BZ: The issue of chilling effects and unintended consequences already exists in technology; you never know how the law will be interpreted in terms of platforms and formats. Investors are also careful about what they choose to fund. If we now have cases where people submit an RTBF request, but that Google declines it and it goes to court, and the court decides against Google... then the fine could be huge. Forthcoming Data Protection Regulations suggest 10% of a company's annual turnover. If one case can hand Google a fine of several billion, then people will be very careful as to what they do. There could be a chilling effect for journalism.

Services such as archive.org won't be included in this process; the action will be directed towards wealthy companies who can offer compensation. Everyone's trying to analyse this, but it's still vague.


Where do you see Google's strategy going in this case?

BZ: Their arguments have been quite 'out there' but not necessarily wrong. They see the situation as akin to burning books in a library, comparing the consequences to dictatorial and totalitarian regimes, which is a bold claim to make, of course.

Google is looking for a response from legislators in the current review of European privacy laws. In the meantime they want to make a case as to how they have been wronged. It's up to people to get the facts and to get data: how many requests have been made, and what Google's considerations were each time.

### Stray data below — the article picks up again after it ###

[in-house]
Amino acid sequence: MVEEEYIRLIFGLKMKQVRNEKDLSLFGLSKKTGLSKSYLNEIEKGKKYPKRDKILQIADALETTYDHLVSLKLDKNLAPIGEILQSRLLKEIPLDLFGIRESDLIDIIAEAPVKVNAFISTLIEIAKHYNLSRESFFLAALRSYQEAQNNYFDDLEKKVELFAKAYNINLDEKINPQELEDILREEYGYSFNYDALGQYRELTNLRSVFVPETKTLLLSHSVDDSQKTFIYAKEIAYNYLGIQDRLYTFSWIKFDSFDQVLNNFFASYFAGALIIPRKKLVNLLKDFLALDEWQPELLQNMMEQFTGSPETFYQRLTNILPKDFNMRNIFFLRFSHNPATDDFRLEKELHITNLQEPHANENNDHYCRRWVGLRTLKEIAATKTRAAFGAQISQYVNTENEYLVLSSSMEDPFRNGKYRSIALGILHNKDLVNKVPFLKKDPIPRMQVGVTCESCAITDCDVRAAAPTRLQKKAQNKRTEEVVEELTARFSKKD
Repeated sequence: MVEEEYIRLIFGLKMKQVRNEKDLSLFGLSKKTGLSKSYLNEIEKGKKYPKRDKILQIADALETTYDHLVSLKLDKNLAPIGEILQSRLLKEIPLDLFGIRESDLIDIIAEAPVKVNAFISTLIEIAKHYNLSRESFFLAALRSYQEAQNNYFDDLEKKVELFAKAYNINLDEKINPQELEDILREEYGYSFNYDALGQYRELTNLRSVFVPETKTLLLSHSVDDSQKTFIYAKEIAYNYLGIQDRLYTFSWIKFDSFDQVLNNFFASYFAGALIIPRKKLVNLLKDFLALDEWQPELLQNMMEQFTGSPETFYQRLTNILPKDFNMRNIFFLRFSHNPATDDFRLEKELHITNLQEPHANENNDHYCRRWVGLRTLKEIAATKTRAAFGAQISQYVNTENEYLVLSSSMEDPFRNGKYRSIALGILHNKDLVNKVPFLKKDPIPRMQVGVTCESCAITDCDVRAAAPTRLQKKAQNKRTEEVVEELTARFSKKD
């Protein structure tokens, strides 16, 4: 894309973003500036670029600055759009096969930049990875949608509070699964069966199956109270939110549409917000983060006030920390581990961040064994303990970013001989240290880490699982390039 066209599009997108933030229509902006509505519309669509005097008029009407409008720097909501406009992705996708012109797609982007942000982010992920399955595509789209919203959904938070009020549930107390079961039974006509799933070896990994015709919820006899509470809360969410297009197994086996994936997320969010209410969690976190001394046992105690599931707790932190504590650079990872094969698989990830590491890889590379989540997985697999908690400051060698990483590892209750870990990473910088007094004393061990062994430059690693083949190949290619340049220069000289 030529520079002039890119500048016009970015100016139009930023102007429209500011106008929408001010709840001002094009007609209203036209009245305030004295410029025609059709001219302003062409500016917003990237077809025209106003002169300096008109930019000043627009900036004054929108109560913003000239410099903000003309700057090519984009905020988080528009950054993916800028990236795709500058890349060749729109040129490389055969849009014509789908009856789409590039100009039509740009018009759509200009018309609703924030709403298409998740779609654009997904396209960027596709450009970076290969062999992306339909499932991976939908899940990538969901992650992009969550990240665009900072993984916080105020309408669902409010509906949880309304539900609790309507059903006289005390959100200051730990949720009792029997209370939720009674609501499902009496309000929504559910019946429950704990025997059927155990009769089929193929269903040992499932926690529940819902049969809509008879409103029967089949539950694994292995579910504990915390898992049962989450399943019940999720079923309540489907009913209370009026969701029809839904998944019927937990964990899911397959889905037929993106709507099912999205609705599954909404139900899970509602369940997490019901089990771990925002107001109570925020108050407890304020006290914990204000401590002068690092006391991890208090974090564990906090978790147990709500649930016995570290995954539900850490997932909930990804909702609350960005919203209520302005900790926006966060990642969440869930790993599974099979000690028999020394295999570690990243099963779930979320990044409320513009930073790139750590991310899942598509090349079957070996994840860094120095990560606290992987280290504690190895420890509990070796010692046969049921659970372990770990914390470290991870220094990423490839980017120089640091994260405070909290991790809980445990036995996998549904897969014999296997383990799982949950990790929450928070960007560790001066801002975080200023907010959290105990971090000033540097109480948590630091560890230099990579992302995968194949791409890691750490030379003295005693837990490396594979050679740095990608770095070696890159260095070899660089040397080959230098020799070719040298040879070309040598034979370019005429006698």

How do you see the legal profession changing to become more reflective of contemporary digitally-literate society?

BZ: The important thing for lawyers its to become multi-disciplinary. They need to understand technology, sociology, social sciences... you cannot give clients any real guarantees on Internet law any more, because of the potential disparity between interpretations, such as with the European Court and the Advocate General in the Google Spain example. Instead of being able to intepret a court's reasoning and give advice, one needs to understand the wider context. What's technologically feasible? How will people deal with changes to information practice? Just looking at the law will be insufficient. It will be about much more. The main flaw of current law is that what's said is considered to be gospel, and there is little reflection from lawyers back to policymakers. It's just a big fight from different silos, where useful arguments are lost in translation.


Bendert Zevenbergen is a PhD/DPhil researcher at the Oxford Internet Institute. Further information is available at his personal website, and he is @benzevenbergen on Twitter.

Paul is the publisher of Imperica.